We had snow that started at 7:50 sharp when I was walking to work, stopped about an hour ago. Was laying pretty well too.
This morning's 40 mile drive to work took 3 hours. Essex CC have admitted that they didn't mobilise the gritters until 6:45, by which time the roads were pretty much grid-locked. There were, apparently, 80+ accidents before 11a.m., with 13 injured, one seriously.
Now, I am used to driving in all weathers and I've been doing it for nearly (not quite!) 40 years but I need some advice from the petrol heads about driving in snow and ice (and probably floods). I have a new Toyota Yaris HYBRID, which has a full automatic transmission. I have previously owned two hybrid Prius (priuses/prieii?) which were automatic, and one manual Yaris, but this Yaris seems to be very unhappy on snow and ice and I wasn't at all happy that I had it under control (though saying which, I did get to school in one piece without hitting anything!).
Any hints please?
Also wondered if the weight distribution in that type of car is different to what you are used to. Could be completely off here but is there less weight over the driving wheels, more evenly distributed? FWD, lego tyres, no weight over the driving/steering wheels...
You could lower the psi in your tyres. Run at the minimum limit of the spec as defined in the handbook. Just remember you can't drive it at high speed... Prius, high speed, lol ;)
Thanks all, I was wondering whether winter tyres would make any difference, but you all seem to agree that they do, so I will investigate that. I was pleasantly surprised they don't look to be hugely expensive, though I guess they will be detrimental to the fuel economy! However, I'd rather feel safer driving it than squeezing a few extra mpg! It does have eco-tyres and I suppose their very nature is to create less traction to aid fuel consumption.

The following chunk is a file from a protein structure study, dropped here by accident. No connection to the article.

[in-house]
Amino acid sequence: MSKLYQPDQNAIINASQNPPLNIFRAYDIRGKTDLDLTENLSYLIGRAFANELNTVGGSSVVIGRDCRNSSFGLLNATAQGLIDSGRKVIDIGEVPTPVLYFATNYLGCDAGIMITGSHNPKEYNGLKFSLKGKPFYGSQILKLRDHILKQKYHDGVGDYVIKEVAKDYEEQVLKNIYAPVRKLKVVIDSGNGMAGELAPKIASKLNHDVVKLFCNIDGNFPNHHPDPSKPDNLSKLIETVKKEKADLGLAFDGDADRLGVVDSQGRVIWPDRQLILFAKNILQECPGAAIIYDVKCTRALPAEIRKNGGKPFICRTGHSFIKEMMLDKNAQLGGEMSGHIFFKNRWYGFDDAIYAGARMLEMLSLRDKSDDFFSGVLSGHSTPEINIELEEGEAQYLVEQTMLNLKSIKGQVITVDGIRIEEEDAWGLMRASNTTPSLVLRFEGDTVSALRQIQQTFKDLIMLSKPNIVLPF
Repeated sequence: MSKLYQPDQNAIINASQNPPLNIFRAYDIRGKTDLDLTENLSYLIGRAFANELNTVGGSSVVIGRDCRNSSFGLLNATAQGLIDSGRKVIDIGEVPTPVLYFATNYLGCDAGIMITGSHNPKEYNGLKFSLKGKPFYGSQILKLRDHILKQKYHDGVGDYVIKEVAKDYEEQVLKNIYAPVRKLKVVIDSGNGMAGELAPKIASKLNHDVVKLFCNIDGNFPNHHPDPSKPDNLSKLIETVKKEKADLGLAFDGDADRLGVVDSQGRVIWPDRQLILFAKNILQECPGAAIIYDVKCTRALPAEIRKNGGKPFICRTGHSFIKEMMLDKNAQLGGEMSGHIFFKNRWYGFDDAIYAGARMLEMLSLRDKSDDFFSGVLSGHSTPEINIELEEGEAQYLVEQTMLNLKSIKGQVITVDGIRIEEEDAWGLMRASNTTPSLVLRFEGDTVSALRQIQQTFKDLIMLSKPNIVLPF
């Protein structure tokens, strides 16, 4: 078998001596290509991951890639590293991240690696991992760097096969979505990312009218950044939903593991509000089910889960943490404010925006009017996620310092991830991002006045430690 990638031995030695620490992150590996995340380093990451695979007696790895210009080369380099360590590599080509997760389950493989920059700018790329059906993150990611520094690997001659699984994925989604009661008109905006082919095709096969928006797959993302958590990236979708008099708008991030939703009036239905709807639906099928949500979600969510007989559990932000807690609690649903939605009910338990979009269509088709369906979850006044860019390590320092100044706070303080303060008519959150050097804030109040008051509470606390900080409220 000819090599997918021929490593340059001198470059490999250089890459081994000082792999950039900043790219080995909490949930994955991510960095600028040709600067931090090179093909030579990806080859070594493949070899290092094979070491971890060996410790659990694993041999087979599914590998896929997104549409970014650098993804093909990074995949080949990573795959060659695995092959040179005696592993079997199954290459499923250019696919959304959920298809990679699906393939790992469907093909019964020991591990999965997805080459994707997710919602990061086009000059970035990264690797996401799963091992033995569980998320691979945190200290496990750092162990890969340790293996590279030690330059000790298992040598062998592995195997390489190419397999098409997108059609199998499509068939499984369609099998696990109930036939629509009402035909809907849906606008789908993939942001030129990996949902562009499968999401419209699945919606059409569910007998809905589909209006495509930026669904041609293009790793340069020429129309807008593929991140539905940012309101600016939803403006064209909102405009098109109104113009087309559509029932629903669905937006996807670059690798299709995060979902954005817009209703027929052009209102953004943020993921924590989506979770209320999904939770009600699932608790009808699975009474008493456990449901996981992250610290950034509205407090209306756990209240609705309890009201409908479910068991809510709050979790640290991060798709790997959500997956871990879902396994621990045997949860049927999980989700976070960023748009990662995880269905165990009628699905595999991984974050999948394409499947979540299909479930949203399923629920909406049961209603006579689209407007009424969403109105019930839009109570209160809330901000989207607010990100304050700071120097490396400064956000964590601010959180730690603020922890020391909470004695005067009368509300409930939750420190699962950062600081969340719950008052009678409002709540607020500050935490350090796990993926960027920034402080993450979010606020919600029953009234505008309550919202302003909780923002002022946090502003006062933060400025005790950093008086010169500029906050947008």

The hybrid battery is not held in the engine compartment, it resides under the rear seat and is a pretty large component, so it could be something to do with there being more weight towards the rear of the car I suppose. Perhaps I should try a bag of cement in the passenger footwell :D The Prius, however, went through snow and ice rather like that train above, but it was an altogether heavier car than the Yaris.
Neither the Prius, nor the Yaris Hybrids are the fastest cars on the block, but I do get the satisfaction of knowing that less of my money goes into the Governments pockets as fuel tax! I do 20,000 miles a year, so I generate more than enough in fuel tax thanks! And driving fast on the A12 in rush hour has never been an available option anyway!
Thanks again. :car:
Looking like we might have a light covering again tomorrow morning. Perhaps heavier further north.
This morning I have this weird low sun turning everything orange whilst grey snow clouds sit on the horizon in a rather threatening manner. Looks a bit doomsday-ish.
As for narrower tyres - I know it's a smaller scale but can't compare with cars. We have two child buggies/pushchairs. One has wheels that wouldn't look out of place on a toy (width). The other is more, well, serious. The former barely moves if there's more than a stiff frost on the ground.